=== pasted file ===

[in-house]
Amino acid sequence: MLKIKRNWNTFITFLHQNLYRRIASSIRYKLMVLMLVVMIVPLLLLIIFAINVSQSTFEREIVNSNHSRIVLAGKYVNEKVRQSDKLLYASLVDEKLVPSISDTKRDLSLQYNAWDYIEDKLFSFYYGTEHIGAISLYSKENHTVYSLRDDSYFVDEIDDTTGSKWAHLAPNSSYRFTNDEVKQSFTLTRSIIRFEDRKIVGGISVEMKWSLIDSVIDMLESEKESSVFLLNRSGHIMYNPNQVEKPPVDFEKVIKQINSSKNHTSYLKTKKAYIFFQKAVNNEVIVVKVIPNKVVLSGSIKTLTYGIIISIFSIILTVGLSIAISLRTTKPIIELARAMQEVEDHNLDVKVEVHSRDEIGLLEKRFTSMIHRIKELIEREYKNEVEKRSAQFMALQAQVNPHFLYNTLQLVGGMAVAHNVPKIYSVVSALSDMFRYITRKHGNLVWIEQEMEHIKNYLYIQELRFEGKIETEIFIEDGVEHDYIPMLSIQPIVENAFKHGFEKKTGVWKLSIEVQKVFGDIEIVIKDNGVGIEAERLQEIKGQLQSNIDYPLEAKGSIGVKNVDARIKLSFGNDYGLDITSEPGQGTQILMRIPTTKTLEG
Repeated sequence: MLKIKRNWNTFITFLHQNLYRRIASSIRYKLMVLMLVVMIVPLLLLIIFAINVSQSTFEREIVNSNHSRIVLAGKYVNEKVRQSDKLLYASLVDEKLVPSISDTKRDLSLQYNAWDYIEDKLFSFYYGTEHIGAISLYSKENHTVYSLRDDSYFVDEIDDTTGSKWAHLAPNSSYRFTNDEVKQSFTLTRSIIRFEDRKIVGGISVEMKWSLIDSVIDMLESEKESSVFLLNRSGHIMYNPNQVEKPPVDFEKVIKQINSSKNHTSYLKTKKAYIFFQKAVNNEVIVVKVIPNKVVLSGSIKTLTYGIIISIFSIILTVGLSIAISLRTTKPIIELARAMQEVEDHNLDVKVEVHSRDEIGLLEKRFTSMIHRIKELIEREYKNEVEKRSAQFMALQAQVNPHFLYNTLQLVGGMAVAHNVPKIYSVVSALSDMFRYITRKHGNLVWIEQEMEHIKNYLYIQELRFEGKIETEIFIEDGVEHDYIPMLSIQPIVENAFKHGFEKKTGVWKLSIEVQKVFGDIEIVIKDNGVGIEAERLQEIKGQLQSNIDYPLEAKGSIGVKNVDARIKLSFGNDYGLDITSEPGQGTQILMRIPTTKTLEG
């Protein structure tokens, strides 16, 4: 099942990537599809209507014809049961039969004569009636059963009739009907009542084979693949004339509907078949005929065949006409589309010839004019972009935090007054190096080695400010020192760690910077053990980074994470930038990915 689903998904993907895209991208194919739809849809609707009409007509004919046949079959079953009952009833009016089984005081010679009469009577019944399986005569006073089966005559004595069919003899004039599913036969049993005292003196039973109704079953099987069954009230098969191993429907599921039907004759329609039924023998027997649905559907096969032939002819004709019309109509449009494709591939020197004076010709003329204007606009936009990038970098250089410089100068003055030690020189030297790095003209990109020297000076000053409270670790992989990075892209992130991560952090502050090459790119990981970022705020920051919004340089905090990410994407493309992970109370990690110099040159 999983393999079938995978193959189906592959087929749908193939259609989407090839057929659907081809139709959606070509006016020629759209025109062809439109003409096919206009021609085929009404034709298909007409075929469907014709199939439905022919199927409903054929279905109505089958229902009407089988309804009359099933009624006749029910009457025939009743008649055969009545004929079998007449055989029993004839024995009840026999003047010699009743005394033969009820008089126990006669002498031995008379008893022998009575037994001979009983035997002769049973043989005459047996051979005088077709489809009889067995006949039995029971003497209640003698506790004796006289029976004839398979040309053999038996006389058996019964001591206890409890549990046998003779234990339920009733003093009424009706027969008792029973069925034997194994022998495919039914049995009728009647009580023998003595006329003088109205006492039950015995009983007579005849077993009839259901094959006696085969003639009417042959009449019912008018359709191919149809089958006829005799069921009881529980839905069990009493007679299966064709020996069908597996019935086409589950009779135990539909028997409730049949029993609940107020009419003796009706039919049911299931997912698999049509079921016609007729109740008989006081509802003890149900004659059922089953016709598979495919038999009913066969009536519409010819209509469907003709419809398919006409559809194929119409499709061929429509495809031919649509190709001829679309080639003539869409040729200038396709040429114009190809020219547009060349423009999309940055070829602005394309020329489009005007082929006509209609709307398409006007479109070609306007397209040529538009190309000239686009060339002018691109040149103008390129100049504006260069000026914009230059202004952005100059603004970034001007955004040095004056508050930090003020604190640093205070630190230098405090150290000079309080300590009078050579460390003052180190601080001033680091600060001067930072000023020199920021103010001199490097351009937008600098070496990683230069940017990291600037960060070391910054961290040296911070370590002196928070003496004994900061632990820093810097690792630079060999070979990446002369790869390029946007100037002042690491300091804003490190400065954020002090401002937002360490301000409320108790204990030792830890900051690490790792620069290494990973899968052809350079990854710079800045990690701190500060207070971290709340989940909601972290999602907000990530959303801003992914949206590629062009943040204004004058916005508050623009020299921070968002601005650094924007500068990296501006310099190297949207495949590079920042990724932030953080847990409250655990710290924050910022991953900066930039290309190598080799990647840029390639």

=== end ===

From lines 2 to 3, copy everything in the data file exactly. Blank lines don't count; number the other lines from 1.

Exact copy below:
Amino acid sequence: MLKIKRNWNTFITFLHQNLYRRIASSIRYKLMVLMLVVMIVPLLLLIIFAINVSQSTFEREIVNSNHSRIVLAGKYVNEKVRQSDKLLYASLVDEKLVPSISDTKRDLSLQYNAWDYIEDKLFSFYYGTEHIGAISLYSKENHTVYSLRDDSYFVDEIDDTTGSKWAHLAPNSSYRFTNDEVKQSFTLTRSIIRFEDRKIVGGISVEMKWSLIDSVIDMLESEKESSVFLLNRSGHIMYNPNQVEKPPVDFEKVIKQINSSKNHTSYLKTKKAYIFFQKAVNNEVIVVKVIPNKVVLSGSIKTLTYGIIISIFSIILTVGLSIAISLRTTKPIIELARAMQEVEDHNLDVKVEVHSRDEIGLLEKRFTSMIHRIKELIEREYKNEVEKRSAQFMALQAQVNPHFLYNTLQLVGGMAVAHNVPKIYSVVSALSDMFRYITRKHGNLVWIEQEMEHIKNYLYIQELRFEGKIETEIFIEDGVEHDYIPMLSIQPIVENAFKHGFEKKTGVWKLSIEVQKVFGDIEIVIKDNGVGIEAERLQEIKGQLQSNIDYPLEAKGSIGVKNVDARIKLSFGNDYGLDITSEPGQGTQILMRIPTTKTLEG
Repeated sequence: MLKIKRNWNTFITFLHQNLYRRIASSIRYKLMVLMLVVMIVPLLLLIIFAINVSQSTFEREIVNSNHSRIVLAGKYVNEKVRQSDKLLYASLVDEKLVPSISDTKRDLSLQYNAWDYIEDKLFSFYYGTEHIGAISLYSKENHTVYSLRDDSYFVDEIDDTTGSKWAHLAPNSSYRFTNDEVKQSFTLTRSIIRFEDRKIVGGISVEMKWSLIDSVIDMLESEKESSVFLLNRSGHIMYNPNQVEKPPVDFEKVIKQINSSKNHTSYLKTKKAYIFFQKAVNNEVIVVKVIPNKVVLSGSIKTLTYGIIISIFSIILTVGLSIAISLRTTKPIIELARAMQEVEDHNLDVKVEVHSRDEIGLLEKRFTSMIHRIKELIEREYKNEVEKRSAQFMALQAQVNPHFLYNTLQLVGGMAVAHNVPKIYSVVSALSDMFRYITRKHGNLVWIEQEMEHIKNYLYIQELRFEGKIETEIFIEDGVEHDYIPMLSIQPIVENAFKHGFEKKTGVWKLSIEVQKVFGDIEIVIKDNGVGIEAERLQEIKGQLQSNIDYPLEAKGSIGVKNVDARIKLSFGNDYGLDITSEPGQGTQILMRIPTTKTLEG